And for pp who asked yes 10yo is left home alone for up to an hour while I go to the shop or pop into mums / neighbours for coffee etc.

I think the benefits far outweigh the risks. I've said this on threads before but I remember clearly in high school the kids who had never been let out and were driven everywhere, I was friends with some of them, and they were generally lacking in street smarts.

WorraLiberty · 06/04/2021 23:44


Thank you all for your comments. You've really made me think and see things from different perspectives.

*@diamondpony80* I agree. It might be because my 10 year old hasn't even shown the slightest bit of interest in wanting to do things alone that it feels strange to me and when the time is right for her I'll know and she'll know too. As for the other 2 things could well be completely different but I won't know that for a couple of years yet.

That's a sensible approach OP.

Kids learn responsibility at different ages. You might even find your youngest is more responsible/sensible that their sibling who's 2 years older.

I know my middle DS was and probably still is more sensible than his grown up siblings.
Lyricallie · 06/04/2021 23:44

I mean I lived in a small cul-de-sac in Scotland so maybe it's skewed as it was the suburbs but we had a whole group of us who played up and down the street. Playing imagination games and riding our bikes and in and out of each others houses.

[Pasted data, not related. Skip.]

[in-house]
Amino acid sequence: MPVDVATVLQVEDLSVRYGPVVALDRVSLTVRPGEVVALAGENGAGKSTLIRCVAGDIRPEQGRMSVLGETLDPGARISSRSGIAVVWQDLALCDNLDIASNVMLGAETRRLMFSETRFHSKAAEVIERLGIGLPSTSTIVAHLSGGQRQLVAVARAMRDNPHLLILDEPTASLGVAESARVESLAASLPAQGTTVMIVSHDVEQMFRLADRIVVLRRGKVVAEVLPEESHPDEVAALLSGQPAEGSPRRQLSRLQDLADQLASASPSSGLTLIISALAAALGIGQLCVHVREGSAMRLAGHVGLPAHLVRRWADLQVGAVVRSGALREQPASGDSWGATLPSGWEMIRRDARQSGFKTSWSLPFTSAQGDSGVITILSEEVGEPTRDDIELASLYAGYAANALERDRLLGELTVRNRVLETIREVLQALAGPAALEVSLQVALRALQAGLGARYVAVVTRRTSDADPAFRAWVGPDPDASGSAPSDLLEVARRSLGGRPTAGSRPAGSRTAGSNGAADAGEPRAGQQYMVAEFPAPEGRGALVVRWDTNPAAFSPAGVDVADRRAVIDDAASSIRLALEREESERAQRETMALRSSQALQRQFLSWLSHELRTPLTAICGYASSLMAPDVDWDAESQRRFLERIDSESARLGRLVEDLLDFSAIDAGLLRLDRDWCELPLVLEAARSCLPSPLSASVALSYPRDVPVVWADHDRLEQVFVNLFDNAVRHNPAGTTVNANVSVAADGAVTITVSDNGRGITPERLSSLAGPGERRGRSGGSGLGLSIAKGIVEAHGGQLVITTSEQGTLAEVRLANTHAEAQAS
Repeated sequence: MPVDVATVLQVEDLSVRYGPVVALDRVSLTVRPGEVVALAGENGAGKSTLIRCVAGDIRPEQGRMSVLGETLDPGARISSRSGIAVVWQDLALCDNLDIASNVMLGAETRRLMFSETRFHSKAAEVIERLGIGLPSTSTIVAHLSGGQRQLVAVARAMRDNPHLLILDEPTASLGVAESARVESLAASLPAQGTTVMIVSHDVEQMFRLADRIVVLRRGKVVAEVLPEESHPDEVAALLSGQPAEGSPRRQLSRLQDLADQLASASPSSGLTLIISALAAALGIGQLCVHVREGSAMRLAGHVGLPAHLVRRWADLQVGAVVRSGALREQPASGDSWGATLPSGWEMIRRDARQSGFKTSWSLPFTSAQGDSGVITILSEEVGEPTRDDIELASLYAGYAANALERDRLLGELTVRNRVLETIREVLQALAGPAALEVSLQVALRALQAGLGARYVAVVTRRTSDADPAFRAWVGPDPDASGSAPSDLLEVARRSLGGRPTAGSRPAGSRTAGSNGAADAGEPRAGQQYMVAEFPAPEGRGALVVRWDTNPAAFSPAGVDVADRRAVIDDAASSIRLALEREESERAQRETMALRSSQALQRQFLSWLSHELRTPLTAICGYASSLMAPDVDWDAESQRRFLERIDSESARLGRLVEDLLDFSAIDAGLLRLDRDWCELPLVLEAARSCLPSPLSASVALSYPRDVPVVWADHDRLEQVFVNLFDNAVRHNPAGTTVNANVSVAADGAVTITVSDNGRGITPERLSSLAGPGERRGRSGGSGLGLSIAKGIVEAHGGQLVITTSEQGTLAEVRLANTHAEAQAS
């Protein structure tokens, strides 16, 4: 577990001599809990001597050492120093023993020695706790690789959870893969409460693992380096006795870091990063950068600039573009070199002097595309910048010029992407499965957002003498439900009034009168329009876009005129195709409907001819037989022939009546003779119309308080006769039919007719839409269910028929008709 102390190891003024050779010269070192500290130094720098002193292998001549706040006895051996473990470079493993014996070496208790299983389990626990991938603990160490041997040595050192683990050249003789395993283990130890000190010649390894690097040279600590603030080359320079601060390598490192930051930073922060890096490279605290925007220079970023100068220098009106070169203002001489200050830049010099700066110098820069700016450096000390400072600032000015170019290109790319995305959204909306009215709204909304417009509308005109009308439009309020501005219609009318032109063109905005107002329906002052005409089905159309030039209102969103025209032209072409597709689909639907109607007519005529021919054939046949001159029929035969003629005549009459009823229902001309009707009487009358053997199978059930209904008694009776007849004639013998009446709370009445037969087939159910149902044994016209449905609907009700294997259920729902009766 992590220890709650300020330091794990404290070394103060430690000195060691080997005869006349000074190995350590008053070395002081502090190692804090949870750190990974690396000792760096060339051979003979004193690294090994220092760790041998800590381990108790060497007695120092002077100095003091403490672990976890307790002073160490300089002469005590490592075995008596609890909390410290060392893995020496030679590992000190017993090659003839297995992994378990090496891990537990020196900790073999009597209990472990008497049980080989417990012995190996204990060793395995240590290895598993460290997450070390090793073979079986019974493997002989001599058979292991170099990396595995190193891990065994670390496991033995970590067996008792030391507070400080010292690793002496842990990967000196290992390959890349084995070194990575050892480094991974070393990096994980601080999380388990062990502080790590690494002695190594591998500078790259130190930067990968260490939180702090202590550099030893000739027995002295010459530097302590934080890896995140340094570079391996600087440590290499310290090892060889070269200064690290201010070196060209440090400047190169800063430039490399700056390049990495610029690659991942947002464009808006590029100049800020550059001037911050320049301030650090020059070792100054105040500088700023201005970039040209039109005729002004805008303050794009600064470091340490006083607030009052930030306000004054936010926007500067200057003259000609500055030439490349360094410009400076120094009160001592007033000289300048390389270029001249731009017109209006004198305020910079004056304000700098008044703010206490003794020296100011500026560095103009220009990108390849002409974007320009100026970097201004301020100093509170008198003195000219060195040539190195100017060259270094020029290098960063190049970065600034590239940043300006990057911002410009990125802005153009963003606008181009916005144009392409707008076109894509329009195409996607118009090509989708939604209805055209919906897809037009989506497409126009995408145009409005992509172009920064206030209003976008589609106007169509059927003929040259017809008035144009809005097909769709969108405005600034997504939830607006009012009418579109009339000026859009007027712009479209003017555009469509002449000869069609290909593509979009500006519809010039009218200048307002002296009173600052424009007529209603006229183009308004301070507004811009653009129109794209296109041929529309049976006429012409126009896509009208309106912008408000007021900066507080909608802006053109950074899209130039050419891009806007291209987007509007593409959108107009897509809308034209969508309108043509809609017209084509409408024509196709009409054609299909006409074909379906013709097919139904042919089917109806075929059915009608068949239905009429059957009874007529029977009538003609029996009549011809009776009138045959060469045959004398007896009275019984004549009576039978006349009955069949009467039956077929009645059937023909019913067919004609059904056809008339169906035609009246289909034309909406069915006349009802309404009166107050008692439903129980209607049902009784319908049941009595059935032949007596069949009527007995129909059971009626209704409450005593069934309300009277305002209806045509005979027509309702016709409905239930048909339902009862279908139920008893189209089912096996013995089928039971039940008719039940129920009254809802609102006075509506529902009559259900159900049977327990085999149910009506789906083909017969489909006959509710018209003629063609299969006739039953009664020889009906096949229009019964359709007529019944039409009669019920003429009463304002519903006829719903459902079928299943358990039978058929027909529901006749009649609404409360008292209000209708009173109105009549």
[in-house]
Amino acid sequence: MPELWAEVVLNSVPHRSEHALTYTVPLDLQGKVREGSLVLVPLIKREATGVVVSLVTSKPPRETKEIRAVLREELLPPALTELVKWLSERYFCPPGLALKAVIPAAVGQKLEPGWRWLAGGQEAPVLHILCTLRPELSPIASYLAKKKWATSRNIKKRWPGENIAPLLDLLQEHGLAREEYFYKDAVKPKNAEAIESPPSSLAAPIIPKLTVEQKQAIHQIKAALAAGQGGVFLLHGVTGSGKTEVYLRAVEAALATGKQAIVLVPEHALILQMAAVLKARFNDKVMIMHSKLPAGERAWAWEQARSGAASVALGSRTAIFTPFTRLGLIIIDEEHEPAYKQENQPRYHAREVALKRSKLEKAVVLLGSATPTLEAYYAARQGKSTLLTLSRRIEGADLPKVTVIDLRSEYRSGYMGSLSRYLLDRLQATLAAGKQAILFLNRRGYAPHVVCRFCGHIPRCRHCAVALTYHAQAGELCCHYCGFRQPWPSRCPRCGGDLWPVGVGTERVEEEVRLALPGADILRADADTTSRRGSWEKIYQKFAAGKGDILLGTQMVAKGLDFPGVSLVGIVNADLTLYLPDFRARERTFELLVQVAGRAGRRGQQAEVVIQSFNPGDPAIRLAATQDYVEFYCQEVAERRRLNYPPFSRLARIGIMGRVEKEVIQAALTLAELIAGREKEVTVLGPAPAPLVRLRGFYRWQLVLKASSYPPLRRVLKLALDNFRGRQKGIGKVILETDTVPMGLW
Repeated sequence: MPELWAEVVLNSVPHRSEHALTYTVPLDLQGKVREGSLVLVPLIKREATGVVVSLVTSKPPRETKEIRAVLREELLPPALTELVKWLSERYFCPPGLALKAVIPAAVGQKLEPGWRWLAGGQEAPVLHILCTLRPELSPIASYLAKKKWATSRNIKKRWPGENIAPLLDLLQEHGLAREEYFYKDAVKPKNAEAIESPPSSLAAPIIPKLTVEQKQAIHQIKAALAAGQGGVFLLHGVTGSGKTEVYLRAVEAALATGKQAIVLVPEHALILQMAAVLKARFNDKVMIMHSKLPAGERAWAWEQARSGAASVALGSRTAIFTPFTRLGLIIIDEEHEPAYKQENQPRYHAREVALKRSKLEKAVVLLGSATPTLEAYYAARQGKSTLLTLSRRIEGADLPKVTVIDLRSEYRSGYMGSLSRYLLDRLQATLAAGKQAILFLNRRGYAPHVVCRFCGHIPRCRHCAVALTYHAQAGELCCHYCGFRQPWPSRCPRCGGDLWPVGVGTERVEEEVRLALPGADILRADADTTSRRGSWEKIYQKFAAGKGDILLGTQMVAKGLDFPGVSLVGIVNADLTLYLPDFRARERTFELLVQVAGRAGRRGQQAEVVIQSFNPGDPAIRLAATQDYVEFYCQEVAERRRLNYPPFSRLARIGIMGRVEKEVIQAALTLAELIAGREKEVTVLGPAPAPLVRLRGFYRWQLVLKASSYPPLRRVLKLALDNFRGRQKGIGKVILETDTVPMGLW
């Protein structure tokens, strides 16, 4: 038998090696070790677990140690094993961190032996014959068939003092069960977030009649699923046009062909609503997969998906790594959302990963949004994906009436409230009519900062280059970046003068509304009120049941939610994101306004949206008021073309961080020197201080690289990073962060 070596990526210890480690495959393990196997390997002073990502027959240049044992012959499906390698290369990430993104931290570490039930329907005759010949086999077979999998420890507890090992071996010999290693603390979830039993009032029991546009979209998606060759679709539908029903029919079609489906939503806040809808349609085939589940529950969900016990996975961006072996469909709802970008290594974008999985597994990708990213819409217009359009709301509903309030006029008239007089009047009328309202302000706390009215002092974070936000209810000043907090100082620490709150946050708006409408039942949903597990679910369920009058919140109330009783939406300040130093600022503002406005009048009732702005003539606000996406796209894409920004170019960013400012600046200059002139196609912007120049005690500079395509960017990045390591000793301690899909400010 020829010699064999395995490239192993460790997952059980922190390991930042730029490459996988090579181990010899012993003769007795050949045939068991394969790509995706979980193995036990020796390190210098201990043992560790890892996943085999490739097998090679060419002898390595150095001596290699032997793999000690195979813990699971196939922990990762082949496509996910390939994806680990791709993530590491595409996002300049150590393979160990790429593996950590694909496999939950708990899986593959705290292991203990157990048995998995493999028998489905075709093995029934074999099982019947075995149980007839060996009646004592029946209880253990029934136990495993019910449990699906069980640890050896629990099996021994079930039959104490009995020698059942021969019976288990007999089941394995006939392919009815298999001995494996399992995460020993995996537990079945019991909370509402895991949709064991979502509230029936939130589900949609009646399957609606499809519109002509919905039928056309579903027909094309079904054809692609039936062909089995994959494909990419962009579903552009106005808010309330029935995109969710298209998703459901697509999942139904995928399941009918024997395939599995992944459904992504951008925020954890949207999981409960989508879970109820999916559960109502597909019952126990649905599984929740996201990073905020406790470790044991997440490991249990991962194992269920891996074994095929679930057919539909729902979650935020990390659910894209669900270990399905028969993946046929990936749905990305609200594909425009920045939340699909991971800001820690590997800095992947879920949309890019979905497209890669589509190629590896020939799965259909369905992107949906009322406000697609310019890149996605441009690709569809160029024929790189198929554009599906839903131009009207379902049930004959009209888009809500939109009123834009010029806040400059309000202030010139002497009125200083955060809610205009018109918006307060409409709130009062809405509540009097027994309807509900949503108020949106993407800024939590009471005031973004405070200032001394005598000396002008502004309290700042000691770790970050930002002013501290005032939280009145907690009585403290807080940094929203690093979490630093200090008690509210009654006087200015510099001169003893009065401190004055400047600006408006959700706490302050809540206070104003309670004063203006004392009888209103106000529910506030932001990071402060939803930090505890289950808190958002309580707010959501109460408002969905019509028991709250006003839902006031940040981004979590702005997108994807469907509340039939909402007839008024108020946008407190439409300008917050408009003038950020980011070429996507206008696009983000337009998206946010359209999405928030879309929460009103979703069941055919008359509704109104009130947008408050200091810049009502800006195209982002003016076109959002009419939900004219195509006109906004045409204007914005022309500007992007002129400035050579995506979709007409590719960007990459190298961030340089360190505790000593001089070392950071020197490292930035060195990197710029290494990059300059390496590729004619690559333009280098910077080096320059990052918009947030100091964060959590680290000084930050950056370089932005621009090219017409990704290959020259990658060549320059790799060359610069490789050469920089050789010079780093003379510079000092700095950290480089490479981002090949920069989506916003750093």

This was only in the early 2000s so although a long time ago not ridiculously so. I was getting a bus to school through Glasgow alone from the age of 11 and would go clubbing at the "unders" in the city centre from about 14/15 in my full emo attire. I think I'm now a well adjusted, confident, independent adult. Can't imagine what I'd be like if I wasn't allowed away from home. I mean I did a summer placement in USA at 18, don't think I would have felt confident to do that if my mum never let me leave the house.

Gatehouse77 · 06/04/2021 23:49

I grew up in London and we travelled home in the tube from secondary age. There was a large enough number of us that you were rarely the sole school aged child.
My sister and I regularly caught the bus/tube to Oxford St, etc. from 12 (ish?) and spent the day shopping/window shopping/ eating fast food.

We’d often spend days in groups going to the park/woods with nothing but a ‘home time’ and 10p for an emergency phone call.

There’s a balance between protecting and preparing your children for the wider world. Of course you never think it’ll happen to you because, statistically, it probably won’t.

We gave ours small freedoms from a relatively young age and it grew with maturity and an understanding of consequences. Lots of discussion and debate and allowing them to put forward their own opinion. We’d always consider what they said but didn’t necessarily go along with it.

Enidblyton1 · 06/04/2021 23:55

I think you feel this way OP because your children are still very young (and your 10 year old isn’t ready to go out alone).
When my eldest child was 6 I wouldn’t have imagined ever letting her out of my sight, but now she’s 10 she’s absolutely fine to pop to the local shops or be left home alone for an hour. They grow up so much in 3-4 years.